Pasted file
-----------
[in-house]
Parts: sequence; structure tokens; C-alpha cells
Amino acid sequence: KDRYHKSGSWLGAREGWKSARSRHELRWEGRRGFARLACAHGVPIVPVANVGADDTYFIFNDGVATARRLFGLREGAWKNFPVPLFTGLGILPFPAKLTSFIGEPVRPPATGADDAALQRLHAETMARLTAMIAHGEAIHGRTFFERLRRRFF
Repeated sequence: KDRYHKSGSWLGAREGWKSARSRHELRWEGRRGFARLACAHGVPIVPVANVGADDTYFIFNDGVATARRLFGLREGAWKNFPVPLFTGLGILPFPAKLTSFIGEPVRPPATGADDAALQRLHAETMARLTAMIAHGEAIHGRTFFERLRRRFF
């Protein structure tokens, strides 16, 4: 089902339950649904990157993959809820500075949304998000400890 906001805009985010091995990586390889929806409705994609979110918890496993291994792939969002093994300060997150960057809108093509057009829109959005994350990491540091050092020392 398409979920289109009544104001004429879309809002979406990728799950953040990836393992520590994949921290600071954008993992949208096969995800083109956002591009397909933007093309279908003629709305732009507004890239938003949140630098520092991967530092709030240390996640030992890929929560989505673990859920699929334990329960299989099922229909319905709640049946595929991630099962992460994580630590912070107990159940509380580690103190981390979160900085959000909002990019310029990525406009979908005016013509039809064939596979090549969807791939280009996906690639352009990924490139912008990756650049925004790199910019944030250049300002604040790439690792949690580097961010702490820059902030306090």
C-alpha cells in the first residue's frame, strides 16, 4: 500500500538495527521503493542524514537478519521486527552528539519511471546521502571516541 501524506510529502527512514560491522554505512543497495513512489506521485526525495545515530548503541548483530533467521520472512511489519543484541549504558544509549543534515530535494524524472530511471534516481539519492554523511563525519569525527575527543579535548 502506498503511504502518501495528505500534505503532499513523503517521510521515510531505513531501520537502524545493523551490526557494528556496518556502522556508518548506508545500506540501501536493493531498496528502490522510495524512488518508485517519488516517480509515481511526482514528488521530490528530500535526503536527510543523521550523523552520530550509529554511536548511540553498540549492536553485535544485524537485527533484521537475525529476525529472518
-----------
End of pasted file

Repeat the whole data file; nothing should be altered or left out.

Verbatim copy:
[in-house]
Parts: sequence; structure tokens; C-alpha cells
Amino acid sequence: KDRYHKSGSWLGAREGWKSARSRHELRWEGRRGFARLACAHGVPIVPVANVGADDTYFIFNDGVATARRLFGLREGAWKNFPVPLFTGLGILPFPAKLTSFIGEPVRPPATGADDAALQRLHAETMARLTAMIAHGEAIHGRTFFERLRRRFF
Repeated sequence: KDRYHKSGSWLGAREGWKSARSRHELRWEGRRGFARLACAHGVPIVPVANVGADDTYFIFNDGVATARRLFGLREGAWKNFPVPLFTGLGILPFPAKLTSFIGEPVRPPATGADDAALQRLHAETMARLTAMIAHGEAIHGRTFFERLRRRFF
């Protein structure tokens, strides 16, 4: 089902339950649904990157993959809820500075949304998000400890 906001805009985010091995990586390889929806409705994609979110918890496993291994792939969002093994300060997150960057809108093509057009829109959005994350990491540091050092020392 398409979920289109009544104001004429879309809002979406990728799950953040990836393992520590994949921290600071954008993992949208096969995800083109956002591009397909933007093309279908003629709305732009507004890239938003949140630098520092991967530092709030240390996640030992890929929560989505673990859920699929334990329960299989099922229909319905709640049946595929991630099962992460994580630590912070107990159940509380580690103190981390979160900085959000909002990019310029990525406009979908005016013509039809064939596979090549969807791939280009996906690639352009990924490139912008990756650049925004790199910019944030250049300002604040790439690792949690580097961010702490820059902030306090």
C-alpha cells in the first residue's frame, strides 16, 4: 500500500538495527521503493542524514537478519521486527552528539519511471546521502571516541 501524506510529502527512514560491522554505512543497495513512489506521485526525495545515530548503541548483530533467521520472512511489519543484541549504558544509549543534515530535494524524472530511471534516481539519492554523511563525519569525527575527543579535548 502506498503511504502518501495528505500534505503532499513523503517521510521515510531505513531501520537502524545493523551490526557494528556496518556502522556508518548506508545500506540501501536493493531498496528502490522510495524512488518508485517519488516517480509515481511526482514528488521530490528530500535526503536527510543523521550523523552520530550509529554511536548511540553498540549492536553485535544485524537485527533484521537475525529476525529472518